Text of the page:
On the Other Side of the Barricades: Venezuela’s Spring of the Arts

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Photo from AVN.

Burning tires. Barricades. Nearly forty dead. While global media has been focused intently on the street violence isolated in wealthy neighborhoods on the east side of Caracas, there is an alternative movement of non-violence afoot in the barrios of Caracas that seeks to open new spaces of public participation for the majority of the city. To borrow the title of Ignacio Cabrujas’s famous play, this movement proposes a very different kind of “cultural act”: a vibrant public forum that includes festivals, book fairs, open-air music, and street theater. These initiatives seek to create a climate of inclusion and respect by establishing open spaces for democratic participation.

Beyond the barricades, observers might be surprised to find what amounts to a flowering of cultural arts in Caracas, which forms an essential component of the transformation of political culture in the Chávez-Maduro era. Take, for example, the work of the municipal agency La Fundación para la Cultura y las Artes (FUNDARTE), headed by Freddy “Chucho” Ñañez, a poet, puppeteer, and journalist from the barrio of Petare. In April 2014, FUNDARTE organized the Theater Festival of Caracas. According to the agency’s website, as of July 2014 approximately half-a-million participants have attended public theater events throughout the city. Over 150 groups from around the country performed in twenty-six full-stage venues with productions taking place in streets, parks, universities, cafes, and other non-traditional spaces. The transformation of public spaces through programs like the theater recuperation project, the Caracas Theater Festival, and book fairs have had a profound impact on both the culture and politics of the country’s capital city.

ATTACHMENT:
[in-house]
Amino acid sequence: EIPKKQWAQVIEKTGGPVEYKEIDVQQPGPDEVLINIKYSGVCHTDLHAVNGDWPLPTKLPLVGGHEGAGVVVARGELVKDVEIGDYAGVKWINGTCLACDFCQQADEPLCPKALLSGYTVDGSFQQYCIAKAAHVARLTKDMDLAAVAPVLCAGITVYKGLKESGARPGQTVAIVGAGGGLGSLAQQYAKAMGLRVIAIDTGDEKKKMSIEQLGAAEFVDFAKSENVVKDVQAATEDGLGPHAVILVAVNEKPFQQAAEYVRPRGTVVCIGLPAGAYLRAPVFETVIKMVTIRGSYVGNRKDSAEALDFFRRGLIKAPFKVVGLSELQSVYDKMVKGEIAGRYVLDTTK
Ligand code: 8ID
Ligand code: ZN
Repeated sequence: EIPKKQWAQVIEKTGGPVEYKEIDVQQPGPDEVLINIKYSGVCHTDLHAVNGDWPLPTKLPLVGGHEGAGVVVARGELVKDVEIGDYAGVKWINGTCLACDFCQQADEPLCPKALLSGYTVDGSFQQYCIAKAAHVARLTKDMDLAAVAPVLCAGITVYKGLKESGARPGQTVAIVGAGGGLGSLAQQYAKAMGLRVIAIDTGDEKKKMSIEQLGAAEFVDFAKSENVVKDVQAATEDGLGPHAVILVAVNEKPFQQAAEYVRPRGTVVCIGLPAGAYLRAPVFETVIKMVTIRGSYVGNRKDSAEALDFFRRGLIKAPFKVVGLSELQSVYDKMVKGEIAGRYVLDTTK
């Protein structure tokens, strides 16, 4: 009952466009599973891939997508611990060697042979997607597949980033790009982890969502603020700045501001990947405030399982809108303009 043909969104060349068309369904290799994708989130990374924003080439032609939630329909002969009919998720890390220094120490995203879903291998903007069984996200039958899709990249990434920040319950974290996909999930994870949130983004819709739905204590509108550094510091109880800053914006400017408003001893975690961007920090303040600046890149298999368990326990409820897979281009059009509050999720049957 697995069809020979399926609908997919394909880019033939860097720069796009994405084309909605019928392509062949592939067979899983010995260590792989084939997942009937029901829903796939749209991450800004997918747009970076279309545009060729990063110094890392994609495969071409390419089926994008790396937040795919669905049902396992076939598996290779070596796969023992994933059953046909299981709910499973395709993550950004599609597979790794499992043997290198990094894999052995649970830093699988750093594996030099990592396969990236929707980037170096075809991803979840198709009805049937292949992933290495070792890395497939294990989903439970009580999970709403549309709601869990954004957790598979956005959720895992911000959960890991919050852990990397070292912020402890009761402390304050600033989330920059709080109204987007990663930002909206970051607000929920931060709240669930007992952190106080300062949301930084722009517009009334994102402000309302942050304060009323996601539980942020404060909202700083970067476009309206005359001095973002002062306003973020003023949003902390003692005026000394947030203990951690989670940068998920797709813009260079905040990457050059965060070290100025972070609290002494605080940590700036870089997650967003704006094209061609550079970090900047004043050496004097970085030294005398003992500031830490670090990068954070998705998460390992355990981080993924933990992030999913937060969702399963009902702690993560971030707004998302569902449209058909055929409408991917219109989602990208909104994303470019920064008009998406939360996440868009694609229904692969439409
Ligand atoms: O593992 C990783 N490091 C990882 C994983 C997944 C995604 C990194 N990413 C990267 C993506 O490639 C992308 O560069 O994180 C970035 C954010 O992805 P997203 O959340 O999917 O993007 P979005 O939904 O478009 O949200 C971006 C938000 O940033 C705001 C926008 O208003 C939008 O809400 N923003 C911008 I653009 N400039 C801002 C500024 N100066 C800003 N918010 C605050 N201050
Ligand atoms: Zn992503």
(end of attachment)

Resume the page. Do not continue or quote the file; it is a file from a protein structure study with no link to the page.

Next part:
Events and programs like those sponsored by FUNDARTE are not entirely new; some have roots in the popular theater workshops of the 1970s. However, the scale and degree of access for those previously marginalized from urban public life in Caracas have increased dramatically over the past fifteen years. These changes include a shift in who controls art production, with barrio residents producing in what were formally institutional spaces to construct what they see as a new society. The work of FUNDARTE’s festival and other cultural arts projects throughout the city may threaten longstanding control of legitimized Venezuelan “culture,” further shifting the center of gravity away from privileged sectors of society towards barrio residents and a new emerging middle class in support of the government.